THE Malaysia today is a Malaysia that we have helped to change and mould. Let’s give it a chance for all Malaysians, and Sarawakians and Sabahans in particular.
Many amongst us were not there or were too young to appreciate the political significance at the formation of Malaysia. Our experience has been to live through the same federal Barisan Nasional (BN) coalition administrative regime, which had dictated the country’s political and socioeconomic being.
Malaysia turned over a new leaf on May 9 this year, as East and Peninsular Malaysians arose boldly to elect a new federal administration.
This Malaysia Day is therefore meaningful to all Malaysians as we celebrate our liberation from the BN’s political stranglehold, freeing ourselves from the regime which had ruled Malaysia for the last 55 years.
The change was achieved because the majority of Malaysians believed that we need and can rebuild Malaysia to make this Mother Country greater, in order that we can fulfil the hopes that all Malaysians were promised.
Having contributed to the amazing feat to peacefully and democratically elect a new federal administration, most Malaysians understand that the challenges have just begun. It is common knowledge that the country is laden with enormous debts and the administrative institutions were severely crippled, and that it will take all Malaysians to continue to work hard and contribute to the healing and rebuilding of the nation.
I commend the new federal administration for their hard work in the last four months. Prime Minister Tun Dr Mahathir and his cabinet members did not boast about the positive transformation they have brought about and they do not take the country’s ruinous state as an excuse, but merely to underscore the hindrance and difficulties to overcome in order that a greater Malaysia will be attained for the benefit of all Malaysians.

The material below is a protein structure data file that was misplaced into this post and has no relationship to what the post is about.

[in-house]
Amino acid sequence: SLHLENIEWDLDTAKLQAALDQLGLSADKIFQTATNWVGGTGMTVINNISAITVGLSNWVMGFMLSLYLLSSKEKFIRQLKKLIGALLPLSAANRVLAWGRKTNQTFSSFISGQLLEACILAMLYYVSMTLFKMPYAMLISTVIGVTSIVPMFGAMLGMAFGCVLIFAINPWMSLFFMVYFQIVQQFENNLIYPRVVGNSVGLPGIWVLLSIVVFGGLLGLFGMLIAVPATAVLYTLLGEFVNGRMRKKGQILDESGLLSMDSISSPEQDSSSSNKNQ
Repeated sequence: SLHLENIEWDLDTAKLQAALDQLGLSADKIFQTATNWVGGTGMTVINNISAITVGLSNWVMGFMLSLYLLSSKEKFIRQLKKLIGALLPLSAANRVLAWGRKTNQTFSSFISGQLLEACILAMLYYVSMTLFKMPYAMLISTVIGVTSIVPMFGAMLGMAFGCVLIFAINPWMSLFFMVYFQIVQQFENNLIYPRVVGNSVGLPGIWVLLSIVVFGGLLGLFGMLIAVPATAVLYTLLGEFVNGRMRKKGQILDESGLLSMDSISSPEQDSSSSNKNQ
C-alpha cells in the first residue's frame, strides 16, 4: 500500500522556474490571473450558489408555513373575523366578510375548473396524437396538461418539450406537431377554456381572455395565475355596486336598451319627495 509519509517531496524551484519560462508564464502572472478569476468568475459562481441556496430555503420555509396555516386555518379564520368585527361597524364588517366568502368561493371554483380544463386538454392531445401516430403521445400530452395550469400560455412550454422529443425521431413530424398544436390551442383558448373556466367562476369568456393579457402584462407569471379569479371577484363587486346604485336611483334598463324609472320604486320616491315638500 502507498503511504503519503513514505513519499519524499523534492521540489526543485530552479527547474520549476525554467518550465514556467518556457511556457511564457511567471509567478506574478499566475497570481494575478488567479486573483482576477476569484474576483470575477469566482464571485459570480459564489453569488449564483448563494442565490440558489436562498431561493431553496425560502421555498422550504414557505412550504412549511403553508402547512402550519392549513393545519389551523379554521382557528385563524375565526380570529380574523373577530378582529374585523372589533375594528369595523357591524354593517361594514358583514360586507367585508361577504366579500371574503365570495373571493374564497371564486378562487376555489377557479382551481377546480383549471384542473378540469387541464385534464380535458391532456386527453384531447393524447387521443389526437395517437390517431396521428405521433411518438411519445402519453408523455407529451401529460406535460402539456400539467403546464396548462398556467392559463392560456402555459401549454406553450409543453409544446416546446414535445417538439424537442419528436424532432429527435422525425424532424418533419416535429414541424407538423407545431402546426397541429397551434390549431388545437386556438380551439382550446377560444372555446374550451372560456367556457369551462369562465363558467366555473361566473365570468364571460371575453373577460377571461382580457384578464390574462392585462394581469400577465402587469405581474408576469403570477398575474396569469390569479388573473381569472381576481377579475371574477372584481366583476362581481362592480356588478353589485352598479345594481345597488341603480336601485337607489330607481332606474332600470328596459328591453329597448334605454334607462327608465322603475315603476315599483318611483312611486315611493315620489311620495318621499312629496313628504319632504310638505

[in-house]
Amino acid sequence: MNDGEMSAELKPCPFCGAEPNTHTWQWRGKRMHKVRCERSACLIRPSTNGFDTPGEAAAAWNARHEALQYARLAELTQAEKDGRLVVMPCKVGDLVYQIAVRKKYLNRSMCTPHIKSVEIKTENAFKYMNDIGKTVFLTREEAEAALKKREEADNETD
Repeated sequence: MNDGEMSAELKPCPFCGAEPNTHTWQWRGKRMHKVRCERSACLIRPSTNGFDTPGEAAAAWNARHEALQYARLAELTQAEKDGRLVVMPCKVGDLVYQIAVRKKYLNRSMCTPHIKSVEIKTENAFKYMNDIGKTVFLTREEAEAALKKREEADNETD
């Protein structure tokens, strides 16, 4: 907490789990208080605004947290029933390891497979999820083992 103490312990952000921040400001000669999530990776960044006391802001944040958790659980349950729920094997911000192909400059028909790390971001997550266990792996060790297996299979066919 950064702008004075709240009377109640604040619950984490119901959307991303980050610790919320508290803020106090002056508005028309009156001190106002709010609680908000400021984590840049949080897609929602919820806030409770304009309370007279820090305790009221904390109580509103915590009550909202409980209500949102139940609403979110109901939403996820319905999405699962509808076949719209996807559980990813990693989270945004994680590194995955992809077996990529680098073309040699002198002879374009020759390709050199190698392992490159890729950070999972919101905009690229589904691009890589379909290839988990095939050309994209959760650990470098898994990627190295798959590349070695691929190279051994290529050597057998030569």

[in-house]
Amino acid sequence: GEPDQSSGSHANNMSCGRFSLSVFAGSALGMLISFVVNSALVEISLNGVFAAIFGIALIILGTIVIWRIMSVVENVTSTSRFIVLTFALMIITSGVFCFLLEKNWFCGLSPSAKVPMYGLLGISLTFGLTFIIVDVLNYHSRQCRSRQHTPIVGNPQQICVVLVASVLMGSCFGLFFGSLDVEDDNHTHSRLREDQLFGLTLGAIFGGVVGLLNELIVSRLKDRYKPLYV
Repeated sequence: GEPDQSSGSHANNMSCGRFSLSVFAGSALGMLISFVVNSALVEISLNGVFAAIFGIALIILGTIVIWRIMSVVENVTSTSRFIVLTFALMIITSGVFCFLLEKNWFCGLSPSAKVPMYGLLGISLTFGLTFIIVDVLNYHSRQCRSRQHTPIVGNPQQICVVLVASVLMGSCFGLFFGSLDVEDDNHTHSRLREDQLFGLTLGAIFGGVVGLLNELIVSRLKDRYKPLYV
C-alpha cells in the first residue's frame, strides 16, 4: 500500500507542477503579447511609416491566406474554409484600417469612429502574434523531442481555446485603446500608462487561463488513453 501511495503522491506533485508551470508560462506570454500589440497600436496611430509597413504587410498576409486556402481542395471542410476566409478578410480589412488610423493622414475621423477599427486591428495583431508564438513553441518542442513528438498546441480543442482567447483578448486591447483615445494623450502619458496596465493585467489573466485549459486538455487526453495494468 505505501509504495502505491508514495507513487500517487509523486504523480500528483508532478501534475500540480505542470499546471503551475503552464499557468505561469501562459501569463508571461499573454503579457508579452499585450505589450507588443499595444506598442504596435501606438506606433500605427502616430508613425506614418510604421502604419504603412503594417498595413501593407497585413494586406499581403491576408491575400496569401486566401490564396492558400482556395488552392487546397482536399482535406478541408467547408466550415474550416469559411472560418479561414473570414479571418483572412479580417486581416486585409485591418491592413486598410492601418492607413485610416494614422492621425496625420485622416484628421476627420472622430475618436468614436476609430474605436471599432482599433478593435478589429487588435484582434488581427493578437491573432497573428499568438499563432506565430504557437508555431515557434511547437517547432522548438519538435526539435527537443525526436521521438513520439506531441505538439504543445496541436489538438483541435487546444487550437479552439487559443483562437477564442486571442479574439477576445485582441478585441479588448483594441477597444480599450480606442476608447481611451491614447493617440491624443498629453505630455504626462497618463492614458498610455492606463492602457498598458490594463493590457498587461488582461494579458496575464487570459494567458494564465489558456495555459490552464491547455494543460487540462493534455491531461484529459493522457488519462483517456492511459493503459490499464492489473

With the promise to return Sarawak and Sabah to the status accorded in the Malaysia Agreement in 1963, all Sarawakians and Sabahans will only benefit from the devolution of autonomous powers to us if our administrations are accountable, transparent, and uphold all principles of good governance. The enjoyment of rights and privileges entail responsibilities.
So, while it is purposeful for Sarawakians to celebrate this year’s Malaysia Day because we have contributed to the political change in the federal administration, Malaysia is still a work-in-progress to achieve greatness. We need to continuously contribute our efforts towards the nation’s rebuilding and at the same time, we must work hard to bring about institutional reforms in Sarawak to ensure that the fruits of autonomous powers we will derive shall be shared and enjoyed by all Sarawakians equitably.
See Chee How is the state assemblyman for Batu Lintang and vice chairman of Parti Keadilan Rakyat (PKR) Sarawak.